Eight civil rights activists were arrested today when they blocked the doors to Governor Cuomo's Albany offices to protest his veto of the Justice Equality bill, which would have provided more state funding to pay court-appointed lawyers for indigent defendants, as well as a gravity knife reform law that would have decriminalized certain types of pocket knives and other criminal justice reforms.

About 40 protestors gathered outside Cuomo's offices at around 11 a.m. today, according to social services group VOCAL New York, which helped arrange the rally. They demanded that Cuomo, who claimed he vetoed indigent defense legislation due to lack of funds, support progressive revenue options like increasing taxes for top earners and closing the so-called carried interest loophole, which profits fund managers, at the state level.

@vocalnyc #protest at the capitol building in #albany

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In a statement, they argued these progressive reforms would help cover the $700 million needed for the aforementioned justice reforms:

The Governor vetoed the legislation just before New Year’s Eve, claiming it was too costly, too far-reaching and importantly, did not give his office final authority over the bill’s possible expenses. Placing the balance sheet above Justice is nothing new for the Cuomo, but it’s especially striking at a moment when the State is set to renew the millionaire’s tax, and could easily increases taxes on the top 1% of income earners so that justice could be afforded to all, not only those that can pay for it. New York’s income tax brackets are outdated and need to be adjusted to reflect the explosive income gains by billionaires and millionaires over the past few decades. New progressive brackets at the highest levels, as proposed by Assembly Speaker Heastie just this week, could yield $2.2 billion more per year than we are currently collecting. Closing the carried interest loophole at the state level and reform of wasteful, scandal plagued corporate subsidies and economic development programs could raise another $5 billion or more.

Everyone agrees that many New Yorkers are being robbed of their basic rights, and while there may be a debate about the best way to ensure that everyone - no matter their income - has an attorney with the appropriate resources to provide a zealous defense, it is the job of a progressive Governor to figure out a way to close the deal. Every day he doesn’t, thousands of New Yorkers, frequently the most vulnerable, are robbed of a fair shake.

Few other criminal justice reform proposals are possible without an adequately funded public defense; but many more are needed and Cuomo often stands in the way. He vetoed bi-partisan legislation that would resolve dramatic racial inequities in the enforcement of pocket knives, and has failed to show any leadership on meaningful reforms such as the right to a speedy trial, transparency in police oversight, and fixing New York’s criminal discovery laws, which rank among the worst in the Country. It’s time for Cuomo to lead on these important issues or to get out of the way.

Protestors also argued that Cuomo's overall criminal justice record was weak, citing the aforementioned gravity knife reform law they say would resolve the wrongful arrest of people in possession of work knives, and his failure to loudly support the Kalief Browder bill, which would ensure the right to a speedy trial.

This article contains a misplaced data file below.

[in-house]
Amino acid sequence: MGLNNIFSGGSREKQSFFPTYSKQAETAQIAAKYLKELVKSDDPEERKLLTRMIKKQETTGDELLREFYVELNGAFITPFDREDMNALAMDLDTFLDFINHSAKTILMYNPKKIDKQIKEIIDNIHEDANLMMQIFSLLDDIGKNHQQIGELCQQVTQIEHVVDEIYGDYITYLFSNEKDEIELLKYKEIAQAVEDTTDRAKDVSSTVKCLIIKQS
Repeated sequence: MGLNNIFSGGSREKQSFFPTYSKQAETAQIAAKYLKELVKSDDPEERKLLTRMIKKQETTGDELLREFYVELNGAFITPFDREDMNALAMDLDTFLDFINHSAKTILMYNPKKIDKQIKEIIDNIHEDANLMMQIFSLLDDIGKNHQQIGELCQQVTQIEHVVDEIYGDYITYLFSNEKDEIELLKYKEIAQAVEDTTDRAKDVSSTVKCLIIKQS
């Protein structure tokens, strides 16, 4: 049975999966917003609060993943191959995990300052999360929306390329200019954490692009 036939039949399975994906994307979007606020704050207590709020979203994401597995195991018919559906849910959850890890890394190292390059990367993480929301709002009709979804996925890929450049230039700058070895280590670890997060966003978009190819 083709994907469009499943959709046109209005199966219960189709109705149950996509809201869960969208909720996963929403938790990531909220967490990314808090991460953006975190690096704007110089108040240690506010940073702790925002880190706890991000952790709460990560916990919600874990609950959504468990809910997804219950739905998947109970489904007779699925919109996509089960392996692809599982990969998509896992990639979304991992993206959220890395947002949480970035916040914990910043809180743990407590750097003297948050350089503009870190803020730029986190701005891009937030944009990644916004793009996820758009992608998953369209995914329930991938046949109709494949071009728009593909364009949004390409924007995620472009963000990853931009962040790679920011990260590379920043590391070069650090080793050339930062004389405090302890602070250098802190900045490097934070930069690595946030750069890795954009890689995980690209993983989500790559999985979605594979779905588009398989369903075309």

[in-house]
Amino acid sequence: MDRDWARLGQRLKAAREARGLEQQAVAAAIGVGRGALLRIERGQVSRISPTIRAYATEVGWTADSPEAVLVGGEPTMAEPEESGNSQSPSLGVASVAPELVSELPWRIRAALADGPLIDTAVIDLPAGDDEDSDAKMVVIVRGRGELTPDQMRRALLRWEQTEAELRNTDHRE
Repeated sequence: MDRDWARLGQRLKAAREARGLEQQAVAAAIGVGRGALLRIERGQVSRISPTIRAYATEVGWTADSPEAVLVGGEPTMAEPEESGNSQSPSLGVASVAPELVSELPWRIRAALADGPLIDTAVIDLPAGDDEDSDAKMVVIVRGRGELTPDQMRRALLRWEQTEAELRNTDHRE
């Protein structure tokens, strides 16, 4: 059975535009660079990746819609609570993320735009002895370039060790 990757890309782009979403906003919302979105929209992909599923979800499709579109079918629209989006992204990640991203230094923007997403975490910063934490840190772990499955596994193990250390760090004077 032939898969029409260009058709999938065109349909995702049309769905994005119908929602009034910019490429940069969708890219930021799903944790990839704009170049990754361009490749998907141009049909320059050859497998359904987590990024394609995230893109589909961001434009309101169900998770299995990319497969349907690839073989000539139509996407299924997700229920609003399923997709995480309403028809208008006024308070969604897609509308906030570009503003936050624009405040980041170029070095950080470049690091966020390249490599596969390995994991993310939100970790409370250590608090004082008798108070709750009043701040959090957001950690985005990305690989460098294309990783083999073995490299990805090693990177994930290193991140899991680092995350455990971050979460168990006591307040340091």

Asked about the indigent defense bill veto earlier this month, Cuomo spokesman Rich Azzopardi said, "Until the last possible moment, we attempted to reach an agreement with the legislature that would have achieved the stated goal of this legislation, been fiscally responsible, and had additional safeguards to ensure accountability and transparency. Unfortunately an agreement was unable to be reached and the legislature was committed to a flawed bill that placed an $800 million burden on taxpayers—$600 million of which was unnecessary—with no way to pay for it and no plan to make one."

Regarding today's protest, Azzopardi told Gothamist the Governor's office was already invested in the financial reforms protestors were pushing. He provided us with the following a statement:

Expanding this administration’s landmark commitment to Indigent Legal Services statewide is in the budget, as is extending the millionaires tax. Likewise, decriminalizing marijuana is part of this year’s agenda and no governor has closed more New York prisons than this one. Performance art is good. Facts are better.

Still, a spokesperson with VOCAL NY told Gothamist that eight protestors physically blocked the doors to Cuomo's offices and were arrested about 20 minutes after they arrived.

"The protest began sharply at 11 a.m. The arrests happened fairly soon after," Jeremy Saunders, VOCAL NY's Co-Executive Director, told Gothamist. "I can only imagine it was because the Governor was right behind the glass doors. He was in his office."

Saunders says the protestors who weren't arrested headed to the Assembly Speaker's office and to Independent Democratic Conference leader Jeff Klein's office to deliver their statement and speak with staffers. "New York has a legal has obligation to provide adequate legal representation to everyone in need of it," Saunders told us. "They easily have way to raise resources. Not only that, they have the resources to do quite a bit more than that."